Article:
Khilafat The Companions of the Holy Prophet (sa)

A Glimpse into some of the Qualities of Khilafat-e-Rashida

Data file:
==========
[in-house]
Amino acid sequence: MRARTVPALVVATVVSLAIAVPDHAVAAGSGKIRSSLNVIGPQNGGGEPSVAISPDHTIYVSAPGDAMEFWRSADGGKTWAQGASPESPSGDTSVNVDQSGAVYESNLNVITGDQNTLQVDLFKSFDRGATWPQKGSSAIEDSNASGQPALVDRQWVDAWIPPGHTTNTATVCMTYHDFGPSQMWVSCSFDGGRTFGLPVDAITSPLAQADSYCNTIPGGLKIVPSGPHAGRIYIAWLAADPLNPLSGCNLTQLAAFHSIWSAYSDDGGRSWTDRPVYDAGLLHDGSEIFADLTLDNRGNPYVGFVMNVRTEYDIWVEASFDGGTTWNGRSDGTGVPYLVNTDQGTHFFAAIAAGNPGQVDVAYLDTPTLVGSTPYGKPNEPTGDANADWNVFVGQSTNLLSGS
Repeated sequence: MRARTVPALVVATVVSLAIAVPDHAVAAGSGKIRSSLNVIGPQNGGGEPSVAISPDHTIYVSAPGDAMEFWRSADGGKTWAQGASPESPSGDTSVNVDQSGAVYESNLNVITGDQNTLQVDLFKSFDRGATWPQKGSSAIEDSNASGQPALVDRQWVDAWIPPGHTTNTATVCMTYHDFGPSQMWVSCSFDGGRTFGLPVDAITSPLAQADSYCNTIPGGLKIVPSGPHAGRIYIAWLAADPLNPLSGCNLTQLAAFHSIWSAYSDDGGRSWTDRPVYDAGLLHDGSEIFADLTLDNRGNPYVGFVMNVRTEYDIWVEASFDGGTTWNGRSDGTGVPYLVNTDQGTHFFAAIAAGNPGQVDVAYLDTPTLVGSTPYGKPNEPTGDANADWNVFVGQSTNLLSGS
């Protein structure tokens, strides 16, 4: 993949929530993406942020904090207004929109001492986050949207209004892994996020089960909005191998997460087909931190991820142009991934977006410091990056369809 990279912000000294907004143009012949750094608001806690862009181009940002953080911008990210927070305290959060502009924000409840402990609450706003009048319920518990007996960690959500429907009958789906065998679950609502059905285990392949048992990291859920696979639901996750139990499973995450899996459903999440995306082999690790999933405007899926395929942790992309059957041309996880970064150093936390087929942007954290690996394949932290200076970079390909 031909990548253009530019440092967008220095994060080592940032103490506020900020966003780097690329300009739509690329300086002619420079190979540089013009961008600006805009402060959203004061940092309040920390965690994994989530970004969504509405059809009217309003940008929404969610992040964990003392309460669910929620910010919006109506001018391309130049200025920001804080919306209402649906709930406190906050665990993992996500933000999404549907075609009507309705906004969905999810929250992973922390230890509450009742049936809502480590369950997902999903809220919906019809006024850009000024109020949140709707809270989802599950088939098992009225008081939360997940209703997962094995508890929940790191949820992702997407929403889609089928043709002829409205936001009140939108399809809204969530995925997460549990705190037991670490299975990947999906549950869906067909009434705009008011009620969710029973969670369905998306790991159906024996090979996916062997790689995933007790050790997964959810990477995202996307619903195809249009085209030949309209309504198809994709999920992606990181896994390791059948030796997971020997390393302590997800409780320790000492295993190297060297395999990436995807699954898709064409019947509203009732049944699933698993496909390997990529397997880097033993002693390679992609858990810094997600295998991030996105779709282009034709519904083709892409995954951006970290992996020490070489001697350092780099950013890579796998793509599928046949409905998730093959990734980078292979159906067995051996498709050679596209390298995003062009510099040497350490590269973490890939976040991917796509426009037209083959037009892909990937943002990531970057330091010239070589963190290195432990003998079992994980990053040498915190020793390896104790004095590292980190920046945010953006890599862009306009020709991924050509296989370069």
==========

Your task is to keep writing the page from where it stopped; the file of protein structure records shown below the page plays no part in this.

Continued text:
45The Review of Religions – November 2005 The Holy Prophet( s a ) p r o -phesied about the institution of Khilafat that was to follow him in the following terms: ‘ P rophethood shall re m a i n among you as long as God shall will. He will bring about its end and follow it with Khilafat on the precepts of prophethood for as long as He shall will and then bring about its end. An unimag- inative kingship shall then follow to remain as long as God shall will and then come to an end. There shall then be a cruel rule which shall remain as long as God shall will and come to an end upon His decree. There will then e m e rge Khilafat on the precept of prophethood… The Holy Prophet said no more.’ (Masnad-i-Ahmad as quoted by Mishqat in Babul Inzar- wa-Tahzir) From this we can draw the conclusion that the Khilafat that was to follow the Holy Prophet(sa) was to be in two parts. The first was to arise immediately after his demise. The second was to arise after a period of kingship and cruel rule. Both periods of Khilafat are in essence Khilafat- e – R a s h i d a or rightly-guided Khilafat. The subject of this article is the first period of Khilafat-e-Rashida which lasted approximately three decades as prophesied by the Holy Prophet(sa) when he said, ‘Khilafat shall reign for 30 years and then there shall be monarchy. ’ ( M i s h k a t , Kitabul Fitn) A glimpse of some of the qualities of KHILAFAT-E-RASHIDA By Waleed Ahmad – Gillingham, UK 46 The Review of Religions – November 2005 The fact that this was a rightly- guided Khilafat is not only substantiated by the above statement of the Holy Prophet(sa) but through the conduct of each and every incumbent of the office of Khilafat during this period. If we cast an eye on the behaviour of the Khulafa-e-Rashida we can easily conclude how they are fully deserving of this accolade of truly being the rightly-guided successors of the Holy Prophet(sa). One of the most striking characteristics of the Khulafa-e- Rashida was their firm trust in Allah and absolute obedience to the Holy Prophet(sa). This aspect was displayed time and again by the Khulafa-e-Rashida not least by Hadhrat Abu Bakr(ra) who was the first successor to the Holy Prophet. Here it is related that when he first took office, there developed widespread disorder in the Arabian Peninsula. Certain tribes, on hearing of the demise of the Holy Prophet( s a ), began to rebel. Some refused to pay the Z a k a t while others began to pledge allegiance to false prophets like Musailma, Aswad ‘Ansi, Tulaihah bin Khuwailid and Sajah bint Al-Harith. This was a critical time. Madinah, the then capital of the Muslim State, could face attack from a number of quarters. The Holy Prophet(sa) had already ordered for an army under Hadhrat Usama bin Zaid(ra) to depart for the Syrian border but the army was still in the outskirts of Madinah when the news of the Prophet’s(sa) demise reached them and they stopped to receive further orders. It was at this juncture that senior Muslims advised Hadhrat Abu B a k r( r a ) to recall the army and since the position of the Muslims still remained weak, not to inflame the rebellious tribes by insisting that they pay the Z a k a t for the time being. Hadhrat Abu B a k r( r a ) was to have none of this. Having firm faith in Allah he said, ‘The marching of the army cannot be postponed even if Madinah becomes as lonely as beasts can enter into it and kill me. I cannot put the sword into the sheath drawn by the Prophet himself.’ He steadfastly ensured that one of the last instructions given by his A GLIMPSE OF SOME OF THE QUALITIES OF KHILAFAT-E-RASHIDA 47The Review of Religions – November 2005 spiritual master were carried out and according to one tradition, Hadhrat Abu Bakr ( r a ) h i m s e l f accompanied the army to the outer limits of Madinah. On this issue of Z a k a t again his steadfastness on a matter of principle shone through when he announced: ‘Under the circumstances, if with re f e rence to Zakat you withhold as much as a string to tie a camel, as the Khalifa of the Holy Prophet, it will be my duty to fight for it, whatever the consequences. I will be p re p a red to face all the risks but I cannot be a party to the c o m p romising of any fundamental issue.’ Such conviction in Allah and determination of preserving the principles of the Islamic faith no matter what were a key characteristic of K h i l a f a t – e – R a s h i d a. In the case of Hadhrat Abu Bakr ( r a ) his conduct bore ample fruit. The army sent to Syria returned intact. The rebellious tribes, uncertain of the true strength of the Muslims, dared not attack Madinah and they were soon brought under control eventually after military intervention. Khilafat is an office that is accorded to the incumbent by Allah and no man or woman has the right to take it away. This is a truth that was patently understood by all the K h u l a f a – e – R a s h i d a. In the case of Hadhrat Uthman( r a ), when the insurgents were bent on deposing him and demanded his abdication, he rightly refused. In doing so he was not only following a basic principle asso- ciated with Khilafat but also a specific advice rendered to him by the Holy Prophet( s a ) who had once said to him: ‘Allah will bestow upon thee a garment which people will try to remove from thy person but take care that you do not allow them to do so.’ (Intrigues Against Khilafat-e- Rashida and their Impact, p.39, by Maulana Sheikh Mubarak Ahmad) Sadly Hadhrat Uthman’s(ra) brave efforts of defending this Divine A GLIMPSE OF SOME OF THE QUALITIES OF KHILAFAT-E-RASHIDA 48 The Review of Religions – November 2005 institution were of no avail. Rebellion and disrespect to the office of Khilafat had run deep among some groups who chose to first abuse the Khalifa in public and then succeeded in killing him. This event drove a death knell into the first period of Khilafat-e-Rashida and broke the unity of the Muslims. The words uttered by Hadhrat Uthman( r a ) moments before his murder ring true to this day: ‘If you succeed in killing me, you shall never be able to remain united, nor able to offer your prayers or face the enemy in unity.’ The unity of the Muslims broken and the very institution of Khilafat was lost within five years of this event. This demonstrated that Khilafat is a Divine bounty. If one shows ingratitude towards it, Allah will remove it. As it is a reward to those who believe and do good works, it brings to the fore for the office such personalities that are truly benevolent to the masses; whose conduct and sense of duty is derived from their fear of God and who act solely for His sake. Hadhrat Umar(ra) used to say, ‘My heart is hard and soft for the sake of Allah only.’ It is, in fact, true of the entire conduct of the Khulafa- e – R a s h i d a that each of their actions could be traced back to their fear of God. Being God-fearing, the rightly- guided Khulafa were averse to the pleasures of this world. In this regard Hadhrat Ali(ra) in warning others of the evil of pursuing the world used to say, ‘The world is a carcass, he who wants to acquire it, should be ready to live with the dogs.’ It is this aversion of the world and the constant seeking of the pleasure of Allah that lay at the heart of the simplicity shown by the K h u l a f a – e – R a s h i d a. It is stated of Hadhrat Abu Bakr(ra) that he tried not to allow his own accession to the office of Khilafat to change his simple ways. For six months after becoming Khalifa he continued to live at al- Sunh, a suburb of Madinah, in a dwelling of palm trunks. He used to walk or ride to the Holy P r o p h e t ’s Mosque in Madinah daily to fulfil his duties. It was A GLIMPSE OF SOME OF THE QUALITIES OF KHILAFAT-E-RASHIDA 49The Review of Religions – November 2005 only as the affairs of the State took more and more of his time, that he moved his residence to his apartment in the Mosque. Similarly of Hadhrat Uthman ( r a ) i t is related that there was no dearth of slaves and servants for him but he would often do his personal work himself. At night, he would manage to take water for ablution himself for his Ta h a j j u d1 p r a y e r rather than give trouble to anyone e l s e . Hadhrat Umar ( r a ), commonly given the title of ‘the Great’, for his outstanding achievements as Khalifa, was a personification of s i m p l i c i t y. His clothing consisted of a simple shirt made of coarse cloth. He would take bread, made of non-sifted flour generally with olive oil. Meat or any other good food would rarely be present on his dining spread. Once a companion, Utba bin Farqad, said that should he choose to take better food the exchequer will not be unduly affected. Hearing this Hadhrat Umar( r a ) replied, ‘I am very sorry Utba that you want to induce me for worldly luxuries.’ Being Head of State, he had to meet foreign dignitaries and emissaries. He was advised to improve his clothing. He declined saying he could not forget and give up the way of life the Holy P r o p h e t( s a ) had shown. The Holy P r o p h e t( s a ) never enjoyed a comfortable and luxurious life so how could he? Perhaps his simplicity was best displayed when he was asked to sign the treaty on the fall of Jerusalem. Here it is said when he embarked on this journey he maintained a practice of humility and simplicity throughout. No great caravan was o rganised; no multitude of splendidly dressed guards were designated to accompany him. Instead the travelling party consisted of little more than a camel and a servant. When it came to the issue of who would sit on the camel, Hadhrat Umar( r a ), a stickler for absolute equality, insisted on the servant taking turns to sit while he walked and vice versa. He was simply dressed as an ordinary person of the day. When he was received at Jabia near Jerusalem by the Muslim Chiefs, he was offered a Tu r k i s h A GLIMPSE OF SOME OF THE QUALITIES OF KHILAFAT-E-RASHIDA 50 The Review of Religions – November 2005 horse and better clothes. Hadhrat U m a r( r a ) declined saying ‘Allah has greatly honoured us with Islam and that is quite suff i c i e n t for us.’ It was in this simple austere state that he entered Jerusalem to formally take the city and sign the treaty. This sense of simplicity was also mirrored by Hadhrat Ali(ra). He too would take simple food and wear simple dress. He was known to mend his own shoes. He would always avoid rich food saying: ‘I do not want to make myself habitual of rich food.’ Once in a cold winter night he covered his body with an ordinary sheet but was shivering. People, seeing him in such a condition, asked why he did not fulfil his requirement from Bait-ul-Maal2 adding, ‘You and your family also have some rights over it.’ In reply he said, ‘I do not want anything for myself from your shares. I have brought this sheet from Madinah.’ This reluctance of taking anything from Bait-ul-Maal was also shared by Hadhrat Uthman(ra) before him who not only refused to take anything from B a i t – u l – M a a l but even funded some public projects from his own pocket. Hadhrat Ali’s( r a ) reluctance to allow even a penny from Bait-ul-Maal to be spent on him and his family is demonstrated by another inci- dent. Here it is related that once a tribute from Isfahan of honey and fat along with other items was received. Umme-Kalthum, one of the daughters of Hadhrat Ali(ra) wanted some honey and fat and obtained this from the Bait-ul- Maal. When Hadhrat Ali(ra) heard of this he ordered the immediate return of the casks. When it was noted that some honey and fat had been consumed from it, he paid for the difference from his own pocket. This showed Hadhrat Ali’s( r a ) scrupulous honesty and it was a trait that was shared by Hadhrat Umar(ra). Of him it is written that once, when he became ill, he was advised to take honey. There happened to be some honey in Bait-ul-Maal. Instead of obtain- ing it directly, Hadhrat Umar(ra) waited till people gathered for A GLIMPSE OF SOME OF THE QUALITIES OF KHILAFAT-E-RASHIDA 51The Review of Religions – November 2005 prayers in the mosque and asked them if he could do so. Only then did he take it. (Kanz-ul-Ummal Vol VI, p354) How refreshing it is to learn of such honesty. Khulafa of Khalifat-e-Rashida were, for all intents and purposes, absolute rulers. They reigned over both the religious and temporal spheres of their people’s existence. If they wanted to they could use and abuse any power at their disposal. Yet they chose not to. Inspired by the fear of God in their hearts, they were able to suppress all evil temptations and were driven to rule with responsibility, honesty and compassion. The genuine concern and compassion for others they displayed is heart rendering. Each one of the K h u l a f a – e – R a s h i d a d i s p l a y e d countless examples of this compassion for the less fortunate. For example, it is related that during the Khilafat of Hadhrat Abu Bakr(ra) there lived an old blind woman in Madinah. Hadhrat Umar(ra) would visit her daily but always found that someone had anticipated his visit and supplied all her needs. One day he went early to the house and found the person who visited her was none other than the Khalifa of the time Hadhrat Abu Bakr(ra). This sense of compassion for others was in keeping with the character of Hadhrat Abu Bakr (ra). He was, it is said, by nature meek and tender-hearted and his eyes would frequently well up with tears at the news of anyone who was in need or suffering. He would go to the helpless and needy without hesitation. He would make people’s cattle graze in the field and even milk their goats for them. When he became Khalifa, a woman whose goats were milked by him, came and said, ‘You have now become Khalifa who will milk my goats?’ Hadhrat Abu Bakr(ra) comforted the lady and replied, ‘You need not bother, the responsibility of the Khilafat cannot keep me away from serving the people.’ Thus Hadhrat Abu Bakr(ra) continued to serve A GLIMPSE OF SOME OF THE QUALITIES OF KHILAFAT-E-RASHIDA 52 The Review of Religions – November 2005 this lady and others in this way personally. This sense of duty of serving the people was vividly displayed by Hadhrat Umar(ra). Tabari writes on the authority of Hudhaifah: ‘It was Umar’s daily routine to visit the home of soldiers who were on the battlefield and ask their womenfolk if they had to make any purchase from the bazaar he would do it for them. They would send their maids and Hadhrat Umar would make the purchases and hand over to them. When a message came from the battlefield, bringing letters from soldiers, the Khalifa would himself deliver them at their homes and tell the inmates that the messenger would return on such and such date, and they should keep their letters ready by that time. He would himself supply paper, pen and ink, and when there was no literate person in a family, he would himself sit outside the door and write to their dictation.’ It is known that so vigilant was he to ensure that everyone under his stewardship was looked after, that he frequently went round at night to tend to people’s woes. Aslam, Hadhrat Umar’s(ra) slave, relates that once they came to a place called Sarar about 3 miles from Madinah. There Hadhrat Umar(ra) saw a woman cooking something and her children crying around her. The woman said that she did not have any food and to help calm the children she was pretending to cook. There was nothing in the pot apart from water. The Khalifa was deeply moved. He immediately returned to Madinah, took a pack of flour, meat, butter and dates from the Bait-ul-Maal and told Aslam to load them on his back. Aslam offered to carry them for him. ‘Yes,’ replied the Khalifa, ‘but on the Day of Judgement you will not be there to carry my burden for me.’ So he carried the load himself and placed the provisions before the woman. She cooked and baked bread while the Khalifa tended to the fire. When the food was ready, the children ate and started to play about. A GLIMPSE OF SOME OF THE QUALITIES OF KHILAFAT-E-RASHIDA 53The Review of Religions – November 2005 Hadhrat Umar(ra) saw their joy and left contented. The woman thanked him and said, ‘May God bless you! In truth you are better fitted to be a Khalifa than Umar.’ (Kanz-ul-Ummal Vol VI, p343) Once Hadhrat Umar ( r a ) w a s feeding some people when he saw a man eating with the left hand. Hadhrat Umar(ra) asked him to use his right hand upon which the man replied that he had lost its use in the battle of Yarmuk. The Khalifa was deeply touched. He sad down by his side, said a few kind words and then asked him if he needed any help on a daily basis. Accordingly, Hadhrat Umar(ra) gave him a servant to wait upon him and attend to his needs of washing and dressing. (Kanz-ul-Ummal Vol VI, p354) On another occasion, Hadhrat U m a r( r a ) was once making his rounds at night when he saw a Bedouin sitting outside the door of his tent. The Khalifa sat down with him and opened a conversation when suddenly a cry issued from inside the tent. Hadhrat Umar(ra) asked who it was and was told that it was the wife in throes of childbirth. Hadhrat Umar(ra) came home, took his wife Hadhrat Umme Kalthum(ra) with him and, with the Bedouin’s permission, sent her into the tent. A little later the child was born and Hadhrat Umme-Kalthum( r a ) called out, ‘Ameer-ul-Momineen3 congratulate your friend!’ On hearing the words ‘ A m e e r- u l – Momineen’, the Bedouin became startled and sat down in a respectful manner. ‘Never mind’, said Hadhrat Umar(ra) ‘come to me tomorrow and I shall give a stipend for the baby.’ This sense of duty to the people is also illustrated by another incident that took place in the Khilafat of Hadhrat Ali(ra). Here it is related that one day while Hadhrat Ali(ra) was walking on a road side near the market of Kufa, a man who had come from outside took Hadhrat Ali(ra) for a labourer and asked him to carry his luggage. Hadhrat Ali(ra) did so. As they progressed along the streets, someone recognised him and addressed him with the words ‘Ameer-ul-Momineen.’ The out- A GLIMPSE OF SOME OF THE QUALITIES OF KHILAFAT-E-RASHIDA 54 The Review of Religions – November 2005 sider, on realising his mistake, began to apologise but Hadhrat Ali(ra) was to have none of it. He said, ‘You need not apologise because I think it is my duty to help them who require help.’ This sense of selfless duty was deeply rooted in all the Khulafa- e-Rashida and was a key feature that made them such outstanding leaders of their day. Another prominent feature was their sense of justice. It should be noted that the Holy Qur’an does not advocate any specific system of Government. What it does advocate is that system of Government, in whatever form, to conduct itself fairly and with a high degree of justice. This sense of fairness and justice was not lost on the K h u l a f a – e – R a s h i d a. They recognised that if fairness and justice was truly to be applied then they were no different to anyone else before the law. This was beautifully illustrated by an incident during the Khilafat of Hadhrat Ali( r a ). Here it is related that once a Jew stole Hadhrat A l i ’s( r a ) a r m o u r. When the Khalifa later saw the offender with his a r m o u r, he could have easily snatched it by force but this would have been unlawful. So Hadhrat A l i( r a ) chose to take the matter through the proper judicial process and made his claim before a Q a d i4. The Q a d i, in accordance with the l a w, asked Hadhrat Ali( r a ) for proof of ownership. Hadhrat Ali( r a ) c o u l d not produce any such proof and so the case was dismissed even though it was being made by the Khalifa of the time. Hadhrat Ali( r a ) had no option but to accept the verdict which hid did. However, the Jew was so impressed with this sense of equality and standard of justice that he accepted Islam. This same sense of justice was also displayed during the Khilafat of Hadhrat Umar( r a ). It is recorded that Hadhrat Umar( r a ) took great care to impress the principle of absolute equality of everyone before the law. He himself went to court on several occasions as a party to suits. Once he had a dispute with Ubayy bin Ka’b who lodged a suit against the Khalifa in the court of Zaid bin Thabit. Hadhrat Umar( r a ) appeared as a defendant. Zaid showed him A GLIMPSE OF SOME OF THE QUALITIES OF KHILAFAT-E-RASHIDA 55The Review of Religions – November 2005 h o n o u r. ‘This is your first injustice’, said Hadhrat Umar( r a ) who then sat down alongside U b a y y. Ubayy had no proof and Hadhrat Umar( r a ) denied the complaint. According to usage, the plaintiff desired that Hadhrat U m a r( r a ) take an oath. In view of the defendant’s position as Commander of the Faithful, Zaid requested Ubayy to waive the right of oath. Hadhrat Umar( r a ) w a s annoyed at this partiality saying to Zaid, ‘If Umar and any other man are not equal in your eyes, you are not fit for the post of a judge.’ It was this kind of sincere, selfless, compassionate and just conduct by K h u l a f a – e – R a s h i d a that exhorted praise even from their enemies. The tributes paid to Hadhrat U m a r( r a ) for his excellence of leadership by non-Muslims is well documented. Of Hadhrat Ali( r a ), the following passage is relevant. Once Amir Muawiya, who had been an implacable foe of Hadhrat A l i( r a ) during his Khilafat, asked Zirar Sadayee about the qualities of Hadhrat Ali( r a ). In his reply Zirar replied: ‘He was noble minded and powerful. Whatever he would say would be decisive. His decisions were always based upon justice. Light of knowledge would come out from his every side. He hated the world and its captivity. He used to live among us as we do. When we would ask something he would reply. He would keep us to him and would keep himself to us. He took care of the poor… He would respect the re l i g i o u s people. He never allowed the powerful persons to have lust for wrong and did never disappoint the weak in getting justice. I often saw him weeping alone at night and uttering ‘O world thou cans’t cheat me, thou art posing as if thou lovest me, but I know. I divorce thee thrice.’ Hearing these words, Amir Muawiya began to weep and said, ‘May Allah have mercy upon Abul Hasan. By Allah he was exactly as you say.’ This then was the golden period of the early Islam surpassed only by the life of the Holy Prophet(sa) itself. These Khulafa, through A GLIMPSE OF SOME OF THE QUALITIES OF KHILAFAT-E-RASHIDA 56 The Review of Religions – November 2005 their righteous conduct, demonstrated the true art of good leadership. They were absolute rulers and had absolute power. Power, it is said, corrupts, and absolute power corrupts absolute- ly. This may be true except in the case of Khilafat because here that absolute power is perfectly balanced by another absolute inherent in the incumbent – the absolute fear and love of God. Were this not so, then Hadhrat U m a r( r a ) would not have been driven to go out at night to ensure that his subjects were looked after, Hadhrat Abu Bakr(ra) would not have milked the lady Bedouin’s goats and were this not so then Hadhrat Uthman(ra) would not have gladly sacrificed his life in defending the institution of Khilafat and Hadhrat Ali(ra) would not have carried the luggage of an ordinary citizen when asked to do so. This overarching sentiment of the fear of Allah that dominates every action of the Khalifa, was vividly expressed by the fourth successor of the second period of Khilafat- e-Rashida, Hadhrat Mirza Tahir A h m a d( r u ). In his first address after becoming Khalifa he said, ‘It is true that I am not answerable to you, nor to anyone else, nor to any individual of the Community. But this is no freedom. For now I am directly answerable to my Lord. You can be unaware of my faults, for you have no access to my heart. You know neither the apparent, nor the hidden. But my Lord sees through the inmost depths of my heart. If any pleas are false, He shall not accept them. Only such decisions will be approved by Him which I take sincerely, with full faith in Him and regardful of His fear. So my neck, freed from the hold of weak mortals is now in the grip of the Sovereign Lord of this universe and is bent low before Him. This is not a light burden. My whole being is tre m b l i n g under its crushing weight. The idea that my Lord be pleased A GLIMPSE OF SOME OF THE QUALITIES OF KHILAFAT-E-RASHIDA 57The Review of Religions – November 2005 with me overwhelms me. How I wish that He may let me live only to that moment until I am able to walk in the ways of His pleasure! How I wish that He may grant me power to desist f rom thinking and doing anything even for a moment which is against His pleasure and that such a notion may never cross my mind… ’ (Ahmadi Muslims p.123-124) Khilafat is a reward from Allah to those believers who do good. A Divine reward for goodness cannot be one except infused with goodness itself. And so is the case with the reward of Khilafat. It becomes vested in such noble and saintly individuals whose duty to God compels them to lead with compassion, justice, scrupulous honesty and bring nothing but good to the people they serve. That Khilafat-e-Rashida is with us once again and according to the Hadith cited at the opening of this article. It is to remain with us forever. This is because the Holy P r o p h e t( s a ) did not speak of it coming to an end and instead remained quiet after mentioning its advent. It is, therefore, incumbent on us to recognise the true value of this noble institution so that we and our future generations, can remain under its canopy and become the recipients of the innumerable blessings associated with this reward of Allah. References 1. Predawn supererogatory prayer 2. The Treasury 3. Commander of the Faithful 4. Judge A GLIMPSE OF SOME OF THE QUALITIES OF KHILAFAT-E-RASHIDA